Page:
Philip Nitschke under fire over 'rational' suicide remarks in wake of Perth man's Nembutal death
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A leading mental health organisation says it is considering filing a formal complaint against euthanasia advocate Philip Nitschke.
Dr Nitschke admits he supported Perth man Nigel Brayley in his decision to commit suicide, despite knowing he was not terminally ill, and was only 45 years old.
Mr Brayley began emailing Dr Nitschke after police launched a murder investigation into his wife's death.
He was later found dead with the suicide drug Nembutal in his system. At no stage did Dr Nitschke suggest Mr Brayley seek help for mental illness.
The euthanasia campaigner says Mr Brayley made a "rational" decision to end his life, although he admits he may not be "well-trained" enough to assess the mental health of those who approach him for help.
The Black Dog Institute believes Dr Nitschke had an obligation to recommend psychiatric help to Mr Brayley.
The institute's Dr Caryl Barnes says it may make a formal complaint to the Australian Health Practitioner Regulation Agency (AHPRA), which supervises the registration of doctors qualified to practice.
Dr Barnes says as a psychiatrist, she is "absolutely horrified and appalled" that Dr Nitschke did not recommend counselling.
"I think this gentleman, from my reading, was suffering from most likely a clinical depression and he had an opportunity to be directed towards help and wasn't done so," Dr Barnes said.
"As a medical practitioner, I think he [Dr Nitschke] had an obligation to direct him towards medical help and to encourage him to seek help and to get him screened for a clinical depression."
Dr Nitschke says the Medical Board of Australia is conducting three inquiries examining his medical registration.
He says those interacting with his organisation, Exit International, are not his patients, and he will not "come along and define them as sick and send them off to a doctor".
"They're people that come along and interact with our organisation in a very clear and rational way and I think their views need to be respected rather than defined as sick," he said.
"Maybe I'm not trained well enough but in my opinion they are not psychiatrically ill … they've made a clear decision that now's the time they wish to die."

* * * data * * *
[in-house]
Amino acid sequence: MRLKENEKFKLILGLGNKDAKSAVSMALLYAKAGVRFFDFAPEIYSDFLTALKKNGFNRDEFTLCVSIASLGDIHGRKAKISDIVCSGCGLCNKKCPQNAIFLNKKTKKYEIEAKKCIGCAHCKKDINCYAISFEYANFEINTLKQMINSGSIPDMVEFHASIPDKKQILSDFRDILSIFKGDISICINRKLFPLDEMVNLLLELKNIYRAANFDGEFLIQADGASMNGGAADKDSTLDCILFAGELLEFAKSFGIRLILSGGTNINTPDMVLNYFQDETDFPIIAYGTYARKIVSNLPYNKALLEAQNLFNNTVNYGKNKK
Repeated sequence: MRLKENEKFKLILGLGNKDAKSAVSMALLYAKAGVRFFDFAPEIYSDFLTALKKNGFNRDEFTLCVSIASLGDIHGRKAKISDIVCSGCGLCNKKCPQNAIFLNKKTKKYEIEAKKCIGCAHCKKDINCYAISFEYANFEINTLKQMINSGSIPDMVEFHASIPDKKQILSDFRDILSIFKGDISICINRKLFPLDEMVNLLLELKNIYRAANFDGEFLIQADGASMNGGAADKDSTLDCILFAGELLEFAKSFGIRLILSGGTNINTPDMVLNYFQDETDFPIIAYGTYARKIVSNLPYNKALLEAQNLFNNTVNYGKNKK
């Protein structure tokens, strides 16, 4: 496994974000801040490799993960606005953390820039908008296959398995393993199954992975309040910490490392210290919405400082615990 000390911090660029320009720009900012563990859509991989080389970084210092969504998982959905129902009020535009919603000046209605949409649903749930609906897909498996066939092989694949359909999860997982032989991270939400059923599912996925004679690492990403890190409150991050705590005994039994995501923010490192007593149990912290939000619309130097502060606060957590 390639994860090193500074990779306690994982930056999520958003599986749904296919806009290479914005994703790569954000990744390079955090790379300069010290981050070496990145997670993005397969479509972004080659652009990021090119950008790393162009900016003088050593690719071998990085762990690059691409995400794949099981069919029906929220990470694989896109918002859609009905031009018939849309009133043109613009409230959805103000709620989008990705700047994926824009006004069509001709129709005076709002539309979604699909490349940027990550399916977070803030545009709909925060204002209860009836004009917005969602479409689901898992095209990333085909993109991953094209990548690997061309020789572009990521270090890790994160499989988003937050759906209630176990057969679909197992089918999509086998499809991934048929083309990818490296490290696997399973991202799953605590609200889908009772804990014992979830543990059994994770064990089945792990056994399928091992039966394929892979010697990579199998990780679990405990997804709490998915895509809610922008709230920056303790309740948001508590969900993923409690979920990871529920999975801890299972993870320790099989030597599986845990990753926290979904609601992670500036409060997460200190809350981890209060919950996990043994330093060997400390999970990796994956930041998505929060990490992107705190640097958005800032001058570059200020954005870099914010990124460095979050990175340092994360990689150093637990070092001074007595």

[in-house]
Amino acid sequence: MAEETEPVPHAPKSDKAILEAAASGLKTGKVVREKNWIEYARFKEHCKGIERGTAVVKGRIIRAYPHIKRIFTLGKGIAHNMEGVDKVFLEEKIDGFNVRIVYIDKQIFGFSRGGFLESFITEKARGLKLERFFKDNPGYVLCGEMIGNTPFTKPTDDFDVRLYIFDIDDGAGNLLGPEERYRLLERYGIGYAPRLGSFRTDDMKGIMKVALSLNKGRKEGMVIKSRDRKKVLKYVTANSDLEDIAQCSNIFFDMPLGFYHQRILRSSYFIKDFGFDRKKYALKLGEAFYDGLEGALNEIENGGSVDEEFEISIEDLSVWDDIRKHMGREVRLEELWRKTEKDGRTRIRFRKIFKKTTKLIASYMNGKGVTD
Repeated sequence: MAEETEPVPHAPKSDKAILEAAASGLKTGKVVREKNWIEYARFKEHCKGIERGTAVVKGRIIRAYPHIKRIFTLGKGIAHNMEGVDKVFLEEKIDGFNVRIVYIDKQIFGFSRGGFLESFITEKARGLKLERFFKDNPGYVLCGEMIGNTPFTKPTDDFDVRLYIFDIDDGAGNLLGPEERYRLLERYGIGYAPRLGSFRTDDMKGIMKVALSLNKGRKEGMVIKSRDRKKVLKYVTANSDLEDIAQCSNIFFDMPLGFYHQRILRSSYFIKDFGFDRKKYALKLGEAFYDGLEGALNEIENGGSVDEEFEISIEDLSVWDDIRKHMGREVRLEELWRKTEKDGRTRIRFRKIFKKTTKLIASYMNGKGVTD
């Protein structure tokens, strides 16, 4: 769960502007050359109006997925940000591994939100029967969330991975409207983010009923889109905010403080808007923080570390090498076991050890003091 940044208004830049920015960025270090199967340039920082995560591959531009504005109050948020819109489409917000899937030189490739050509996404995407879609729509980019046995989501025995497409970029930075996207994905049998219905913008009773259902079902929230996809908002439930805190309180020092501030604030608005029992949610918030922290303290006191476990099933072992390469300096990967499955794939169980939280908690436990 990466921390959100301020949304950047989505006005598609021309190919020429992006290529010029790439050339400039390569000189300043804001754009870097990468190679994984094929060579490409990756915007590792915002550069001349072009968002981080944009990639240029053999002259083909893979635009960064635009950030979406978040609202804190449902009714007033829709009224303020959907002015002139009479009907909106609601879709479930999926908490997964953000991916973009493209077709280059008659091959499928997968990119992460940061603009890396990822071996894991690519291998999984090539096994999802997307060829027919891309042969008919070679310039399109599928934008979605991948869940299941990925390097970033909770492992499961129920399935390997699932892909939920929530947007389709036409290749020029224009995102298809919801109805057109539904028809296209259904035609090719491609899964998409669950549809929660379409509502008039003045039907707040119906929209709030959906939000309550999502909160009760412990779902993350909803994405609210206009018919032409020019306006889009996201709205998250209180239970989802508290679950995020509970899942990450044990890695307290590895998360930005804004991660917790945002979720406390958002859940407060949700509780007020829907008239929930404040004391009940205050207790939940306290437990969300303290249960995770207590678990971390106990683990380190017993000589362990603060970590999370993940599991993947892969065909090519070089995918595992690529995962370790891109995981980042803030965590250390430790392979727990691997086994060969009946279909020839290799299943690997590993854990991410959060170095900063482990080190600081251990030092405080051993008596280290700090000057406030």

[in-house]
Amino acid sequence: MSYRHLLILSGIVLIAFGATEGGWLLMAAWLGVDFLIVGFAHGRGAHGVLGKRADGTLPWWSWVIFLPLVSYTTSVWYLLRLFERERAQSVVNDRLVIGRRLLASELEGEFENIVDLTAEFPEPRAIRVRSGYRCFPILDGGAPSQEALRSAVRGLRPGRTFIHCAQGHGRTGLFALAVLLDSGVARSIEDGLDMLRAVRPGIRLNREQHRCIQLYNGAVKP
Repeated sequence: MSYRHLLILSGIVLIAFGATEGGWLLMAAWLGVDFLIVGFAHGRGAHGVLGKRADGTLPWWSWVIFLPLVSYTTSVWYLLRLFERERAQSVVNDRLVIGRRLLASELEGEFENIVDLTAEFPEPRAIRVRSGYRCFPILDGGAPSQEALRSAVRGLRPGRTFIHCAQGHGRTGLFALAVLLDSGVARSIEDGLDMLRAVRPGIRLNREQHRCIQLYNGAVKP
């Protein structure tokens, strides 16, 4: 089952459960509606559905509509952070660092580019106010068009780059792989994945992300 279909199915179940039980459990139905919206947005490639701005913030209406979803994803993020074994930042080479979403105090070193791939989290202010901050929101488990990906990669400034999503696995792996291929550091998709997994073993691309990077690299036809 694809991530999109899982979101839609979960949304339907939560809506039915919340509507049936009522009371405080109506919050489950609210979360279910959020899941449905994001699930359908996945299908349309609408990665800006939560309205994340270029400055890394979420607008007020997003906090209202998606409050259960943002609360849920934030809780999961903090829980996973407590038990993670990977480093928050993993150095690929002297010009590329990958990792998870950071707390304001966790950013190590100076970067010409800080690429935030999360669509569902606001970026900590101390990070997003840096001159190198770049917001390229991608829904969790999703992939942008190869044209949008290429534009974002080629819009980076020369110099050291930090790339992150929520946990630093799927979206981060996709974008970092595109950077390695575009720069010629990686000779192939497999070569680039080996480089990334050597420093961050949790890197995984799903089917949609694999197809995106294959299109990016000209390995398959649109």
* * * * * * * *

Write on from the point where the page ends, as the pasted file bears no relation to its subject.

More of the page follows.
Dr Nitschke says he is being contacted by a growing number of people without terminal medical conditions who want to die.
He says Mr Brayley made a rational decision to commit suicide and he supported that.
"If a person comes along and says to me that they've made a rational decision to end their life in two weeks, I don't go along and say 'oh have you made a rational decision? Do you think you better think about it? Why don't you go off and have a counsellor come along and talk to you?'
"We don't do that.
"If a 45-year-old comes to a rational decision to end his life, researches it in the way he does meticulously and decides that … now is the time I wish to end my life, they should be supported and we did support him in that."
Western Australia's Mental Health Commissioner Tim Marney has criticised Dr Nitschke for this view.
"The contemplation of suicide is not a rational contemplation," Mr Marney said.
"I think it's extremely concerning that even just the terminology of rational suicide is being used … it's an oxymoron."
Mr Marney says many people who survive after trying to take their own life are glad they did not die.
"I've had personal experience of a number of people who have committed suicide and a number of people who have tried to commit suicide and are still here, and I can tell you, they thought it was rational at the time," he said.
"Looking back, they're bloody glad they failed."
Psychiatrist Dr Chris Ryan says many people who want to end their lives are depressed and do not have the capacity to make decisions.
Dr Ryan says it would be "almost impossible to make that sort of assessment over email".
The Greens have a bill before Federal Parliament to make euthanasia legal for the terminally ill only.
But Dr Ryan, who is on the board of Dying with Dignity, says Dr Nitschke may have set back the campaign for voluntary euthanasia.
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